UMHCA Legislative Updates April 2023
UMHCA’s Legislative & Public Policy Committee (LPPC) was extremely active during the recent legislative session and continues to advocate for our profession year-round both in Utah and nationally. This year some major legislative changes occurred and we want you to understand the impact of these changes in your work and professional development. Please reach out to firstname.lastname@example.org if you have any questions and if you would like your voice heard as we prepare for the 2024 legislative session and continue to work with legislators join our committee!
House Bill 166
The Utah Legislature passed House Bill 166 which amends the Mental Health Professional Practice Act that governs the licensing for Associate Clinical Mental Health Counselors (ACMHCs). The amended act has two primary provisions:
- ACMHCs hours required for direct supervision with an approved supervisor have been reduced from 100 hours to 75 hours
- The minimum time requirement of two years prior to obtaining full licensure has been eliminated, DOPL is adding a rule to an 18-month time frame
HB 166 Impact for ACMHC’s
Decreasing the supervised practice time to less than 2-years and 75 supervision hours is one of the lowest standards for full licensure in the United States. ACMHCs and ACMHC supervisors should be aware of the following:
- Supervisors are not required to sign off to recommend full licensure for any ACMHC who has not demonstrated the ability to practice competently and ethically. This is an ethical and liability responsibility of the supervisor to protect the safety and health of the public.
- Supervisees may request more time with supervised practice from their supervisor if they do not yet feel prepared for independent practice.
- ACMHCs should be aware that if they apply for full licensure before two years or with less than 100 hours of supervision (de facto national standards) there may possibly be untended consequences. Currently, it is likely that this decrease may impact the ability to be eligible to bill for Medicare reimbursement and commercial insurance, participation in the Counseling Compact, Privilege to Practice, and portability of licensure to other states.
- Medicare Reimbursement: The Federal Mental Health Access Improvement Act (H.R.432) passed by Congress allows Marriage and Family Therapists (MFTs) and Mental Health Counselors to be reimbursed under Medicare. The Centers for Medicare & Medicaid Services (CMS) will establish the rules and requirements for those eligible to bill for Medicare reimbursement for both those over 65 and those with Medicare eligibility disabilities. The current draft indicates that CMHC’s eligible to be Medicare providers must have 2-years of supervised practice. The rules will be established this year so that the law can be implemented on January 1, 2024.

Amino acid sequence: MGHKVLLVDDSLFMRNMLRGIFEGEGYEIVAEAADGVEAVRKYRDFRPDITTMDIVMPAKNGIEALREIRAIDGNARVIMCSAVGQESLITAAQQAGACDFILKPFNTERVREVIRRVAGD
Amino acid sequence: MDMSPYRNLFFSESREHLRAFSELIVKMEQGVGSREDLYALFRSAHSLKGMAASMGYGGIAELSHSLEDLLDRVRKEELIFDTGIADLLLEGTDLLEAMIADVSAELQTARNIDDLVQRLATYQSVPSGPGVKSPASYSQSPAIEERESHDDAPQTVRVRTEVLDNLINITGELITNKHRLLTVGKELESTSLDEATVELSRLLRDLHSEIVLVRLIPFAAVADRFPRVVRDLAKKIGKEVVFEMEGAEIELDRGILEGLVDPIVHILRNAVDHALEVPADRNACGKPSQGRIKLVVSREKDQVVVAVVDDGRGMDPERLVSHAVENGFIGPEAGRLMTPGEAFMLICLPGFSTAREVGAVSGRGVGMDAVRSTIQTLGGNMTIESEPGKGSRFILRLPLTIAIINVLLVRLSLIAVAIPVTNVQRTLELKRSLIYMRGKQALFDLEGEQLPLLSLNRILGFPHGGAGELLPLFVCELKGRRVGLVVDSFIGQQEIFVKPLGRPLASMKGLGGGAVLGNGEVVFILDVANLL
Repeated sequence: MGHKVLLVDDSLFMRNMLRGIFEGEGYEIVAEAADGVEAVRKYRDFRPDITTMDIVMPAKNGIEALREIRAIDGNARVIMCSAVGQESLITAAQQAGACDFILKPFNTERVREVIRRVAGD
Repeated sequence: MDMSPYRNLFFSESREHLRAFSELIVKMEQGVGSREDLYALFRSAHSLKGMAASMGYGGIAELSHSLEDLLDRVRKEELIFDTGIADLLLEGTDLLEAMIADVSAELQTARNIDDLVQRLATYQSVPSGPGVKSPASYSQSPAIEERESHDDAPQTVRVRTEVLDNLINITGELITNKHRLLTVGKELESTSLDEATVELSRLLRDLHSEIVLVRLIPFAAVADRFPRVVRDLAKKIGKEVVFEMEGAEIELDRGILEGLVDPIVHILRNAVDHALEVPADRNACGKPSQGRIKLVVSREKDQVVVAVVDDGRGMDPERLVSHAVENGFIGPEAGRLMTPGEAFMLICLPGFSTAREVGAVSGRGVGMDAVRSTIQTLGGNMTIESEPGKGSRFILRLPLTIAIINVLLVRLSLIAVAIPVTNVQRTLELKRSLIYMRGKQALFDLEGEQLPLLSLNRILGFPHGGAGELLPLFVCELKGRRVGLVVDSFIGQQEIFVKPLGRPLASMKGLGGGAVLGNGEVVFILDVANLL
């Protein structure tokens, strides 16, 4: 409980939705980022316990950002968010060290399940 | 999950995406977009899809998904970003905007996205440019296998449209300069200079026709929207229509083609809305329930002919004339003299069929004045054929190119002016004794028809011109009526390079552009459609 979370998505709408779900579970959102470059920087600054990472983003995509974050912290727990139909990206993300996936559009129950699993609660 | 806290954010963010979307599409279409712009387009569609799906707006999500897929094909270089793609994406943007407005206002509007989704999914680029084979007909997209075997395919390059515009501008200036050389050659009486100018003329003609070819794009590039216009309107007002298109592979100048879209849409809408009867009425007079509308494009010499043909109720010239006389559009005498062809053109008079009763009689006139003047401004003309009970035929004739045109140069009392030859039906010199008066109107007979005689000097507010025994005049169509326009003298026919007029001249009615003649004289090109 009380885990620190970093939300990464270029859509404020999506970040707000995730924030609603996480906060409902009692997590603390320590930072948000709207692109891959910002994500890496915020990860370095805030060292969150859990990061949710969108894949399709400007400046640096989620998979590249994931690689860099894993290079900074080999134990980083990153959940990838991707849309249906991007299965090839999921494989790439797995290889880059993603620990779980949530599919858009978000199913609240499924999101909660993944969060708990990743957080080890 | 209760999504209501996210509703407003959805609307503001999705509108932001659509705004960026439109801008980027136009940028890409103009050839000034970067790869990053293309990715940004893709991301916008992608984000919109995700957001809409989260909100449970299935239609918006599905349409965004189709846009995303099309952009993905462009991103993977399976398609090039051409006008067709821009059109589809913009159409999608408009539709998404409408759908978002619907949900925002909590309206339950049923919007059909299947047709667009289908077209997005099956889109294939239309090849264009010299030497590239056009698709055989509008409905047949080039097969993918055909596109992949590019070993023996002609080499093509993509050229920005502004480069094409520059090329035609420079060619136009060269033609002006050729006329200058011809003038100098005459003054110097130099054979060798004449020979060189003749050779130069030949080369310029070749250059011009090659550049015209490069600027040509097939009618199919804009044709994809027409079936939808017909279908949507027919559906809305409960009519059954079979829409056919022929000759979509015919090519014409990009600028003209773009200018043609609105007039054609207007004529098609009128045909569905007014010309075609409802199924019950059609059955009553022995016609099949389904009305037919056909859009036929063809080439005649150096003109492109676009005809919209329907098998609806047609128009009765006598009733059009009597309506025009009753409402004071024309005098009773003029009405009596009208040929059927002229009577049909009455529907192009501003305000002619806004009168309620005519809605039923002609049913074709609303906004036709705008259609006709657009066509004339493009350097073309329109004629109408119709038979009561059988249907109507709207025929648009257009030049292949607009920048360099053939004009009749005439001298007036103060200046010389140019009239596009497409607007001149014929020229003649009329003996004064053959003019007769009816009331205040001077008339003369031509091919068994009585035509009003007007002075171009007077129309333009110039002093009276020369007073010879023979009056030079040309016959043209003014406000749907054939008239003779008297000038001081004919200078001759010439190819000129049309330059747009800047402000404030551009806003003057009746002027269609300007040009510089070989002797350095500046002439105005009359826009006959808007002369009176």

- The Counseling Compact has been passed in Utah and several other states. The Counseling Compact Commission this year is likewise establishing the rules and requirements for fully licensed Clinical Mental Health Counselors to participate in the Privilege to Practice across state lines. It is likely that some states will require 2-years of supervised practice.
- To be eligible and paneled with Tricare 100 hours of supervision and 2-years of supervised practice are required.
- Many states require 2 years of supervised practice prior to full licensure. If you are considering relocating or becoming licensed in another state, UMHCA recommends that you contact the licensing body of that state.
Supervisor Considerations. Supervisors of ACMHCs should review the ethical and legal liabilities for approving full licensure for any individual who is not fully qualified to practice competently and ethically. Supervisors are not under any state injunctions to prematurely approve ACMHCs if there are public health or safety concerns. Supervisors should also consider completing a supervisor training program.
HB 166 Summary. UMHCA strongly urges ACMHCs and supervisors to consider the impact of these changes to full licensure under the Mental Health Professional Practice Act as well as any rules that DOPL may subsequently publish.
HB 228 Unprofessional Conduct Amendments
Further defines conversion therapy for minors and what “conversion therapy” includes. The therapist’s intent must NOT be to change a sexual identity or sexual attraction of a minor client. As long as the intent is NOT to change, a therapist should feel safe to discuss options with the client that align with the clients’ values and wants.
It is imperative that we as therapists seek supervision when we feel unclear or unqualified when meeting with particular clients. We are lucky in the state of Utah to have such an array of therapists willing and able to meet with our LGBTQ+ community. So, whether it’s reaching out to a fellow professional to seek supervision on issues or referring to a more qualified professional, our ethical obligation is to provide the best quality care to our clients.
SB 16 Transgender Medical Treatments and Procedures Amendments
This bill takes away ALL gender-affirming medical treatment for transgender adolescents. Therapists will no longer have medical options to help their clients or refer them to. It will be imperative that therapists seek supervision if they are unclear on how to support a transgender minor client. We will still be able to talk with our clients about their mental health as related to their gender dysphoria and will need to explore other options with them to address their needs. These options may include topics such as gender expression (hair, makeup, name), resources for parents, support groups, or voice training.
Learn more about the legislative work UMHCA is engaged in at our upcoming annual conference on May 11th & 12th. Also, the LPPC’s Jessica Black, LCMHC will be presenting the UMHCA Brown Bag next week (April 12th) on Legislative 101.